Academic journal article Journal of Teacher Education

General Pedagogical Knowledge of Future Middle School Teachers: On the Complex Ecology of Teacher Education in the United States, Germany, and Taiwan

Academic journal article Journal of Teacher Education

General Pedagogical Knowledge of Future Middle School Teachers: On the Complex Ecology of Teacher Education in the United States, Germany, and Taiwan

Article excerpt

Researchers identify and distinguish three domains of teacher knowledge (Baumert & Kunter, 2006; Bromme, 1997; Grossmann & Richert, 1988; Shulman, 1986, 1987): content knowledge (CK), pedagogical content knowledge (PCK), and general pedagogical knowledge (GPK). Regarding the latter domain, one can state that although over the past few years the body of research on teacher knowledge has been growing, it still remains an open question as to what exactly is meant by the term GPK and what this knowledge domain incorporates. In a time of globalization, when the discourse on teacher education and the definition of what preservice and inservice teachers have to know and be able to do are no longer limited to institutional, regional, or national boundaries, the fact that the term itself is not used in all countries, or at least not in the same way, will inevitably come to the front and increasingly lead to the need for clarification.

However, discussions about the reform of teacher education often are dominated more by evaluative than evidence-based statements (Ball, Thames, & Phelps, 2008; Konig & Blomeke, in press). Especially with regard to general pedagogy as a component of teacher education programs, broad claims about its uselessness, as well as about what future teachers need to know at the end of their training, have been made and linked with requests either to eliminate this component or to structure it in a new way (Grossman, 1992; Kagan, 1992). Even if such discussions and assumptions provide promising hypotheses, without empirical testing they have their limits in the process of improving teacher education (Larcher & Oelkers, 2004).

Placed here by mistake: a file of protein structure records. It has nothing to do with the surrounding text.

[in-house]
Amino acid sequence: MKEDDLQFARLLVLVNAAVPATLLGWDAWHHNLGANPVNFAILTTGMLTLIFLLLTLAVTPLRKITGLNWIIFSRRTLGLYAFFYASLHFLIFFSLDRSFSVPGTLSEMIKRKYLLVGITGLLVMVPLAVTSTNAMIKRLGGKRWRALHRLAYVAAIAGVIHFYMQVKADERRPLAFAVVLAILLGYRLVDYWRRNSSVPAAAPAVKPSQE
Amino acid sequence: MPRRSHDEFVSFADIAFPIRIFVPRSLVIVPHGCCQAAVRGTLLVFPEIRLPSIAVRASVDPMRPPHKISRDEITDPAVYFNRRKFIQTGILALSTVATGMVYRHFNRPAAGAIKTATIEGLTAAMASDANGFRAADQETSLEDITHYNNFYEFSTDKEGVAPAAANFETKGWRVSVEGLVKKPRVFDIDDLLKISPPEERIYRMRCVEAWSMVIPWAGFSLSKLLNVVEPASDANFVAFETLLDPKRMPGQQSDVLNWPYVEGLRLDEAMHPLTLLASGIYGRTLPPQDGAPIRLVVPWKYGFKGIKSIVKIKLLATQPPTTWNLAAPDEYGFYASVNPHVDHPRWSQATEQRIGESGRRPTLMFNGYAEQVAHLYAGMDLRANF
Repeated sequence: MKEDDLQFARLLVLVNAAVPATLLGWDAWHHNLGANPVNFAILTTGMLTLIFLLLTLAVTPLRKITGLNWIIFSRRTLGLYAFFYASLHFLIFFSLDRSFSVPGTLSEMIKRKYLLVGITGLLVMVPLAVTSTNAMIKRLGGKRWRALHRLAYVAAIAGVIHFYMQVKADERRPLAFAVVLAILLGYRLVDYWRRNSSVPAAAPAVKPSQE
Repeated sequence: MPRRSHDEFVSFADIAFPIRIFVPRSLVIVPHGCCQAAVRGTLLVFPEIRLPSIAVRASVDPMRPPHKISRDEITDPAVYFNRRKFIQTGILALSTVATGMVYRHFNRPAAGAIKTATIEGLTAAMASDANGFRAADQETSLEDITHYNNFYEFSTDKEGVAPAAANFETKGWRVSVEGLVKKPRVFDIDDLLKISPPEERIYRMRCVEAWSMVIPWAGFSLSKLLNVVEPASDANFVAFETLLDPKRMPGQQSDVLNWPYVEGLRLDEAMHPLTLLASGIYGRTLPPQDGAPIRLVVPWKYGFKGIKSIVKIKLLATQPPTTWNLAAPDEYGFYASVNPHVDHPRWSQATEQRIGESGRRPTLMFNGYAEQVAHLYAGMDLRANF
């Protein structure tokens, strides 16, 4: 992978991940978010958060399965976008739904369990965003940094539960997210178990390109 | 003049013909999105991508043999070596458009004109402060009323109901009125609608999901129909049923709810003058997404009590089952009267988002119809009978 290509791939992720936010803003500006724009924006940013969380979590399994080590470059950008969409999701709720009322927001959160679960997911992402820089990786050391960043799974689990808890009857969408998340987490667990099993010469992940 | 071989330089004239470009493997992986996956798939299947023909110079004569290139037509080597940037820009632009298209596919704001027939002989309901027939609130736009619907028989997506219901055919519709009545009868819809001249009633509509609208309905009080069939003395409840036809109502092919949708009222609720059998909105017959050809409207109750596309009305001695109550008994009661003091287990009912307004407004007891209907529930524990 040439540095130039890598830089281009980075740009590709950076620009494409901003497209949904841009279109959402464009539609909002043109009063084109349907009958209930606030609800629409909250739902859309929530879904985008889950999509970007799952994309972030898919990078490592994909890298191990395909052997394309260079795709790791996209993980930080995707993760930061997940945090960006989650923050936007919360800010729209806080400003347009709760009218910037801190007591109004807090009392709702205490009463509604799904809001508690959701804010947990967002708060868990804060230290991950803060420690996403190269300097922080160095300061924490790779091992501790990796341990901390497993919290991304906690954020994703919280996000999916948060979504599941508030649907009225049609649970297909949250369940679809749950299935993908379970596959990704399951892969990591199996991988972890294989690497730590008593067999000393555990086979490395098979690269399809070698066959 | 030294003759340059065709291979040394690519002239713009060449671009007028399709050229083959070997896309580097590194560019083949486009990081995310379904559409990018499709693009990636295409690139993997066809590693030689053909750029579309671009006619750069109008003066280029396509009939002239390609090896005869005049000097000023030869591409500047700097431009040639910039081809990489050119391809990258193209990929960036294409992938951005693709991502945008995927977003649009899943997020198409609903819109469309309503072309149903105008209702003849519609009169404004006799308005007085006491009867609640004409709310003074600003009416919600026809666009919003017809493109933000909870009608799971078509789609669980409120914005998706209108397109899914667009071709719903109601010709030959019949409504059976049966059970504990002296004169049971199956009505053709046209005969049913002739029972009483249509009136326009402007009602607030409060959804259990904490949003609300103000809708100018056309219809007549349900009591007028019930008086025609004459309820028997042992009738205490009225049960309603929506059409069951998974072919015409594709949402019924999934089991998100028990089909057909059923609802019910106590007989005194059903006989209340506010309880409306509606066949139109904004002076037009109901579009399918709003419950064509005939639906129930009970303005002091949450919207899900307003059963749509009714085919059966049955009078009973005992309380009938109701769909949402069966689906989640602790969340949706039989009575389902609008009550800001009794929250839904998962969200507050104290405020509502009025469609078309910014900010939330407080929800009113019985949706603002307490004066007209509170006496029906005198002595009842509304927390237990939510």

The growing body of research in the field of teacher knowledge and empirical testing has a special focus on subject-related issues, mostly exemplified by mathematics teachers, as prominent research studies like Learning Mathematics for Teaching (e.g., Ball et al., 2008; Hill, Rowan, & Ball, 2005); Mathematics Teaching in the 21st Century (Schmidt, Blomeke, & Tatto, in press); or Professional Competence of Teachers, Cognitively Activating Instruction, and Development of Students' Mathematical Literacy (Baumert et al., 2010; Krauss, Baumert, & Blum, 2008) illustrate. These studies mainly focused on the teacher knowledge domains of CK and PCK in mathematics.

Another prominent study with such a focus was the Teacher Education and Development Study in Mathematics (TEDS-M; for details, see the introductory article by Tatto & Senk, 2011, in this issue) carried out under the supervision of the International Association for the Evaluation of Educational Achievement (IEA). TEDS-M was a comparative study of teacher education and the first IEA study on tertiary education, as well as the first international large-scale assessment of future teachers that worked with representative samples. The TEDS-M target population were mathematics teachers for elementary and middle schools in their final year of teacher education.

A central component of TEDS-M was to measure the professional knowledge of future teachers. However, the common international questionnaire only measured future teachers' mathematics content knowledge (MCK) and mathematics pedagogical content knowledge (MPCK). Three participating countries--the United States, Germany, and Taiwan--therefore decided to participate in a national option measuring future teachers' GPK, which was developed under the leadership of the German TEDS-M team (Blomeke & Konig, 2010a, 2010b; Konig & Blomeke, 2009, 2010a, 2010b, 2010c).

This article reports how the GPK test was conceptualized in the context of TEDS-M. It specifies the elements of GPK that future teachers have to acquire in teacher education in order to progress from the stage of teacher "novices" to "advanced beginners" (Berliner, 2001, 2004). Based on data from future teachers in the United States, Germany, and Taiwan, the structure of GPK, as well as specific strengths and weaknesses of U. …

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